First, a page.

And I did. As before, I slipped into the warm pool, after depositing my towel and my flip-flops at the top of the stairs. I perched myself just to the right of the stairs where I could actually sit on a ledge and out of the corner of my eye, watch the folks coming and going. Even in clothed situations, I’m an inveterate people watcher.

There were several grey haired women in the pool that morning. We gave each other the knowing nod and smile – this being a ‘quiet meditation pool’ – no conversations allowed. And I wasn’t surprised at all when a tall, lovely looking young woman eased her beautiful body with her perfectly perky boobies down the stairs into the water followed by an even taller broad shouldered young man, her obvious companion. They made their way to the far wall of the pool and like many other couples, noodled a little (overt sexual intimacies are strictly verboten in the pools) whispering and cooing quietly. There were others who joined us over the next while and soon with the sun warming the air and the temperate water relaxing me into a less anxious state of mind than the day before, I started to feel much more at ease.

It wasn’t until I glanced casually to the top of the stairs that I saw the sign.  There, with toes facing my black flip-flops, (which I was sure I took off toe end pointing the opposite way) was a prosthetic leg standing alone, without a body attached. I couldn’t believe it. Someone, like me, was in the water missing a body part. Who could it be? Of course I couldn’t tell since all I could see were people’s heads and sometimes shoulders and occasionally, frontal parts if they decided to float face up. But even before I saw who it was, (it was, in fact, that young Adonis with his beautiful woman) it hit me that each of us in the pool at that moment was missing a part, had a loss, if not physical, then certainly psychological, emotional. I was sure there wasn’t one person soaking in those waters who was completely whole.

When this finally sank in, I couldn’t contain myself and began to cry softly for my own loss. The grief I had never allowed myself to feel for eight years came gurgling out of me as I sat in the warm waters of Harbin, under a clear blue February sky.

We left the next day after enjoying another long soak. The young man with the prosthetic leg wasn’t there. I had only seen him that one time and then he was gone. But someone somewhere wanted me to know this fundamental truth, which was presented so literally for me to see – every one of us, one way or another, is missing a part. No one is truly whole.

I left Harbin feeling lighter than when I arrived, as if this had been a healing – a psychic laying on of hands or of the waters, if you will. I think we’ll be going back again, before another eight years go by.

Of course, there were more signs to come.  As I'll be writing in the next post.

Monday, February 15, 2010

A Valentine for Dora and Anna . . .

through time and imagination.

Is it possible to fall in love with the subjects of a piece of art you on which you are working?  I never knew Dora or Anna, the grandmothers of my friend’s husband and my friend, who asked me to create this collage. And even though Judith has shared a few good stories and many pictures of them taken over the years, it is the women of these two pictures, who have captivated my heart. The more I work with them, the more I look into their young eyes, I find myself wishing I “knew them when.” 

My own inner workings, my own aesthetic sensibilities have taken these women and put them into unfamiliar surroundings – more Persian than European or 19th century American – and yet, with a touch of antique lace, they don’t seem at all out of place in this arched illusion. Perhaps my visual connection is creating not merely a 2 dimensional home for these women to share but rather a deeper place, a place they now share in my world, my imagination, my heart.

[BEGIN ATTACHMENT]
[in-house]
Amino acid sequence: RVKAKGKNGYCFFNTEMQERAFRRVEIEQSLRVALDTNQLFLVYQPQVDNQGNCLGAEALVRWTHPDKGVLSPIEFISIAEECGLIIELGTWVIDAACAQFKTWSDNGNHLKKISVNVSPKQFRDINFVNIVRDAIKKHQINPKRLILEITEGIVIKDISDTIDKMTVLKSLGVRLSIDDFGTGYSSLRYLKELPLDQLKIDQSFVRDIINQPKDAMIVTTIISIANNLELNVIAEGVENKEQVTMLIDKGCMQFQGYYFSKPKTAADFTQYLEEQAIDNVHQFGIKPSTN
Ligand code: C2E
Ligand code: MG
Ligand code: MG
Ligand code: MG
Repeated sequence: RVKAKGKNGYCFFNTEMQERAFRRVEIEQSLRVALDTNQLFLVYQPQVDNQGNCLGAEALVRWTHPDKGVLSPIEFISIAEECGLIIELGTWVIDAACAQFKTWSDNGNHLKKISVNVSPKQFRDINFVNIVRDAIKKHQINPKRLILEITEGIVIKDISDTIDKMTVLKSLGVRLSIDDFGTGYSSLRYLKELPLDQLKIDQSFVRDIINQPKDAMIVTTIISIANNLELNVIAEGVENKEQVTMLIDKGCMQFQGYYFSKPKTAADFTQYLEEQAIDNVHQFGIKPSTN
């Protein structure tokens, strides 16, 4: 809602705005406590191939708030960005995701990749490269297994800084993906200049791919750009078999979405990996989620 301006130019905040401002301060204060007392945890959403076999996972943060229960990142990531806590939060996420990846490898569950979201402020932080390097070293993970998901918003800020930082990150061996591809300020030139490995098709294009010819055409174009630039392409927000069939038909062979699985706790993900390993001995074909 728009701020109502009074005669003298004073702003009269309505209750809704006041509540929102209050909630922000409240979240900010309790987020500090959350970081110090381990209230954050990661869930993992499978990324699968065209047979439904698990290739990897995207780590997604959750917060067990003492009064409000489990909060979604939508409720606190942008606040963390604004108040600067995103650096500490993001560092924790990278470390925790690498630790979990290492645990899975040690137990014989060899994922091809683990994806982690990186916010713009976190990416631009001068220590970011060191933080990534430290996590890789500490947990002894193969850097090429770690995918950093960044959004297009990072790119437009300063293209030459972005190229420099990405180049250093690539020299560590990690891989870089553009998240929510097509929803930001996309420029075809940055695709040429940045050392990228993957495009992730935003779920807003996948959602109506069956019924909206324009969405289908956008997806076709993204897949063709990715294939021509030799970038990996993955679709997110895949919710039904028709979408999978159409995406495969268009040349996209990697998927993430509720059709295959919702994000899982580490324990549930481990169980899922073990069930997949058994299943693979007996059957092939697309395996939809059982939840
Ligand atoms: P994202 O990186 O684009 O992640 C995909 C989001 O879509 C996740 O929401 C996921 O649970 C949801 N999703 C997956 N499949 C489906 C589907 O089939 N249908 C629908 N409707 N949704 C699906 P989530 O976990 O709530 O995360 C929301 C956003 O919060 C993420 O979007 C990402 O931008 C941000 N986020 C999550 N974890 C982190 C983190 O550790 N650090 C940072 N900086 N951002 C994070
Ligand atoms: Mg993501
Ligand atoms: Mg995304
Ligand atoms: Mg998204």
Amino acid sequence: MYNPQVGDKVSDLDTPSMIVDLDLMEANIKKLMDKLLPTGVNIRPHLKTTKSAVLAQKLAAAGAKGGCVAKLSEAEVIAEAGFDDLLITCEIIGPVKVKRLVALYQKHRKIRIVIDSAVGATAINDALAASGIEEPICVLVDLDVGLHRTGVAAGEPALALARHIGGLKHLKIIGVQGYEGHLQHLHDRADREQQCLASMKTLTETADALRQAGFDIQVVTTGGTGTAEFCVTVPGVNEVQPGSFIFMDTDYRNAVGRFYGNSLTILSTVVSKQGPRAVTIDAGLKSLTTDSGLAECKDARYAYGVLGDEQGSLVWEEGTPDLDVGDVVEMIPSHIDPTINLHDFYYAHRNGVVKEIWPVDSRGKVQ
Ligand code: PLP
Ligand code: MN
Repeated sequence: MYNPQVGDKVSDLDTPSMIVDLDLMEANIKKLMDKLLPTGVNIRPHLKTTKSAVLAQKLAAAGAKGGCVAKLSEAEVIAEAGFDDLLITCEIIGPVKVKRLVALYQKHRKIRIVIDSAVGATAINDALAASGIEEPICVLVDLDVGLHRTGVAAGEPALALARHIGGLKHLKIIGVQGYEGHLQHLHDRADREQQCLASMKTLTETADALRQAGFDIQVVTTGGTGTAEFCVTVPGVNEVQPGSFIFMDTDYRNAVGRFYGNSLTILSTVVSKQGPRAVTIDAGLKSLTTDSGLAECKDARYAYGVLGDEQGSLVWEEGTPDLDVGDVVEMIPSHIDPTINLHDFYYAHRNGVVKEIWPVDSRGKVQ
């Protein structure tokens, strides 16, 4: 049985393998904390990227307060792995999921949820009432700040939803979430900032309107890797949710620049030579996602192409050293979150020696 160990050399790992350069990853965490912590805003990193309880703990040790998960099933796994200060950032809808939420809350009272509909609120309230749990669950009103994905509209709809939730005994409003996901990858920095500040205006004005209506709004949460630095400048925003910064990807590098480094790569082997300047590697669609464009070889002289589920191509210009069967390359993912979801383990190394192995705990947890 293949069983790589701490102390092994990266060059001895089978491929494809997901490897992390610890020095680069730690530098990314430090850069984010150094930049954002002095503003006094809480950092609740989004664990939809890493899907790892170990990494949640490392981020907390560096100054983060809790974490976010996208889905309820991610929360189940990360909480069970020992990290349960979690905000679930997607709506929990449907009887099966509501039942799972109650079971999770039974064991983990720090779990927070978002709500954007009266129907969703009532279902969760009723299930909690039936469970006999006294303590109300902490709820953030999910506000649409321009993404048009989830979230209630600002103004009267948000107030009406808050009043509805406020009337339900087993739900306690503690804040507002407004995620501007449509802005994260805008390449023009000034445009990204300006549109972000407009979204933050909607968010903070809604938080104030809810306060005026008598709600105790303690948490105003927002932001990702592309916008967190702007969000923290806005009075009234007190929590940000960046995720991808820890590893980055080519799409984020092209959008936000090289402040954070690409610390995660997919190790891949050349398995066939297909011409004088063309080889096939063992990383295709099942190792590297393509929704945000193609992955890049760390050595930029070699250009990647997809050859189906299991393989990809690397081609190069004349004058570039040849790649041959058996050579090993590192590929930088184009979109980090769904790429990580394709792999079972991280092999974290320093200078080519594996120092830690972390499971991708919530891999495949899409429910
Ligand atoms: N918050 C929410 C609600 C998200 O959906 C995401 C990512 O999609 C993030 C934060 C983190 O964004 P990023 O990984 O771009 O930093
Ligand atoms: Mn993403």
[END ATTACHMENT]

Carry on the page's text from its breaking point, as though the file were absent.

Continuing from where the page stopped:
Dora and Anna, this Valentine is for you.

Wednesday, February 3, 2010

"April Is The Cruellest Month" . . .

Or Is It? 

Thank god it's finally February. February, for me, is the month of birthdays. Beginning with the 1st and on until the very end, my calendar is jammed packed with B-day reminders of friends and family who were born this month, including both myself and my husband. In a normal year, I look forward to February on so many levels – the birthday celebrations, the fact that days are becoming incrementally longer, and, thank god, baseball season is just around the corner. But this year the yearning was deeper. February couldn’t get here fast enough.

T. S. Eliot once wrote, “April is the cruellest month,” but not this year. Not for me. And not for many of my nearest and dearest. From major and minor disappointments in the workaday world, to being diagnosed with diseases to deaths in the family to anniversaries of dear ones’ deaths, January was rough. Has there ever been a study about more people dying in January than any other month? It would be no surprise to me if this was the finding. And then, just yesterday I found out my nephew’s dog died on January 24. My dear dog, Bisquit left her 13 year earthly life in January some years ago. Even our furry friends succumb.

But here I am, a ‘year older’ when, in fact, I’m really just a day older than yesterday. Greetings from all over have come via snail mail and cyberspace, text messages and phone calls, to wish me the best for this next year of my life. All I truly hope for is what my dear mom-in-law likes to say when asked how she’s doing – “I only wish I could stay just as I am.” I know what she means, that life would go on and we could stay as healthy, alert, engaged, and enthusiastic about living as we are right now.

Today, I can say I feel thusly blessed. I have begun work in earnest on the new piece, a 2D commission I call ‘Dora and Anna’ – using old pictures, material and lace from the era of these two remarkable women, the grandmothers of my friend and her husband. 

It compels me into the studio and keeps me there often later than I should what with a dog waiting to be walked and a husband who enjoys my company at dinnertime. Yesterday, I didn’t notice until I was almost out the door that my jeans were covered in paint at the sit line! In my excitement to get started, I didn’t throw on the huge old shirt I wear as a smock and just went at it unprotected in my street clothes. Luckily, the paint was acrylic and washed right off.

A week into it, February already feels good to me. No matter that Punxsutawney Phil saw his shadow and predicted another 6 weeks of winter. Bring it on. Winter is merely a weather prediction and most of us will manage to survive till spring. Then come May let’s see if, indeed, T.S. Eliot was right about April or if January holds onto that depressing distinction for 2010. One can only hope we’ve been through the worst.